Leo and Animals
Leominster was full of animals in those days. Alex Haynes reminds me how, often, a thousand head of cattle would be sold in one day in the cattle market where there is now a supermarket car park on Dishley Street.
After they had been sold, cattle would be driven by drovers in batches of fifty or sixty down Etnam Street to the railway station, whence they would travel by train.
Disaster would befall anyone who left their doors open along the route, they might well find a heifer or cow stuck in their front passage.
An inhabitant of Dishley Street had a pump from which she pumped water into two buckets in which she washed the entrails of pigs she’d bought at the butchers, then known as ‘chicklings’, which she sold at a penny a pound.
Another Dishley Street resident made Brandy Balls, Brandy Snaps and home-made Pop.
In many back gardens there was a pig sty containing a pig fattening or a sow for breeding.
Ducks, kept by another resident, walked across the road each morning to go and browse at the Institute and Circle Club, roughly where the Royal British Legion is today. Every day, one or two were disappearing.
So their owner arranged for his son Billy to hide himself nearby and keep watch. Soon the ducks came out and began their journey in single file across the road.
Suddenly, from one of the small cottages along the ducks’ route was thrown a piece of bread and the ducks rushed to get it. Another piece was thrown closer to the cottage, followed by other pieces, ending up with one inside a door that suddenly swung open. A duck went in after it, and the door slammed shut.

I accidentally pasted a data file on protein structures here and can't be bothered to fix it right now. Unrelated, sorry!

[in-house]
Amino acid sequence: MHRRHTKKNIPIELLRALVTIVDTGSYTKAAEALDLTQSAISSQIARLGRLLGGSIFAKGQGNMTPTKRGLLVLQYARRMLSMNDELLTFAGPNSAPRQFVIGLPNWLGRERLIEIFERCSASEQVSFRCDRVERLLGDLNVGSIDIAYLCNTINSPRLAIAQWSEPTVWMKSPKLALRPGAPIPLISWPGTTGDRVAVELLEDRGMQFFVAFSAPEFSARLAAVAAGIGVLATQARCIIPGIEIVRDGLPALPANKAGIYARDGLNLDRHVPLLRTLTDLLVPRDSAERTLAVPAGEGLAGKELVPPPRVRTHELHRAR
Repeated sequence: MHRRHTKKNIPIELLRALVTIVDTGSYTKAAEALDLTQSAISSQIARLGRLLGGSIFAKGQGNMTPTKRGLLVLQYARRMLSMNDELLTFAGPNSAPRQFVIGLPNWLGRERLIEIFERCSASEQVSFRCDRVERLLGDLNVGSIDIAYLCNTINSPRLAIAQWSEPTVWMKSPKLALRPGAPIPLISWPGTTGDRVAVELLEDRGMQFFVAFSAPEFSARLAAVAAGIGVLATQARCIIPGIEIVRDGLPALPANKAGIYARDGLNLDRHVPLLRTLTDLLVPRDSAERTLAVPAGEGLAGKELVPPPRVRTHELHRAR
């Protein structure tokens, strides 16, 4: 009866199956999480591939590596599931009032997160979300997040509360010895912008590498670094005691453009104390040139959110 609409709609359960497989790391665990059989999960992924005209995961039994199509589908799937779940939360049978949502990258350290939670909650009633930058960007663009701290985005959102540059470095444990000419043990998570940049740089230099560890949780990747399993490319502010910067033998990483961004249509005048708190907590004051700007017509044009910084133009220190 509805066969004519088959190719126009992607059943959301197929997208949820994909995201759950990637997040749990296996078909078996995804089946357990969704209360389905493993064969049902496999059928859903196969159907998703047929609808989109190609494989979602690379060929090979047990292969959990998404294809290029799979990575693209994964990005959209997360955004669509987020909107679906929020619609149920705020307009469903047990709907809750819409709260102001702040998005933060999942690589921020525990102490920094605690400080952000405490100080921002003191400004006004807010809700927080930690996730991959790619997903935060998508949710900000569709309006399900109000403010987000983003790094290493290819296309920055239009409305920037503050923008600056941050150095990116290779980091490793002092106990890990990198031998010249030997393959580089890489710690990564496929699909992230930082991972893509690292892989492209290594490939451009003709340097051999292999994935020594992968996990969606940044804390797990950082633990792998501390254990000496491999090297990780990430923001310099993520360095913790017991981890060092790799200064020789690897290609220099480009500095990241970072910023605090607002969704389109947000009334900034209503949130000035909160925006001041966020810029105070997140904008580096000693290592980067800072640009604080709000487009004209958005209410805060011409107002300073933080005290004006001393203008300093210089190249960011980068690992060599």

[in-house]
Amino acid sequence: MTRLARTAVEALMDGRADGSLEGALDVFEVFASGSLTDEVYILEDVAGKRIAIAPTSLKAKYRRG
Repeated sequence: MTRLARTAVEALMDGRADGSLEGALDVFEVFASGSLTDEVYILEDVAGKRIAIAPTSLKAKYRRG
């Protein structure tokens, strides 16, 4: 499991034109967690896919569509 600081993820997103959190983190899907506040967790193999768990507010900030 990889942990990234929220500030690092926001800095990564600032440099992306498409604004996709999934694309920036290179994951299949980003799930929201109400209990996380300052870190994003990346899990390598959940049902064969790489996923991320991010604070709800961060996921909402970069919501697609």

Billy, very nervously, went to knock on the door of the cottage. A few seconds passed. The door opened. Billy said, ‘Please sir, have you seen a duck by any chance?’
‘Yes, we have. You know, Billy, it’s a funny thing, your ducks are always coming into our house if I leave the door open, even for a moment. I was just bringing this one out for you.’
What he didn’t notice was that in the other hand he was holding a large kitchen knife.
Ducks were not the only disappearing animals. Often piglets also disappeared on their way from the market to the train. As they were driven the piglets and their Mums and Dads would often occupy the whole width of the street.
As they crushed heavily against the walls, suddenly a door would open just for a moment and a piglet would be accidentally squashed into the house. Several families would be sharing a gorgeous dinner that night.
Tables and chairs were often brought out into the street at that time. Someone would bring out a wind-up gramophone. There would be waltzes, foxtrots and the military two-step.
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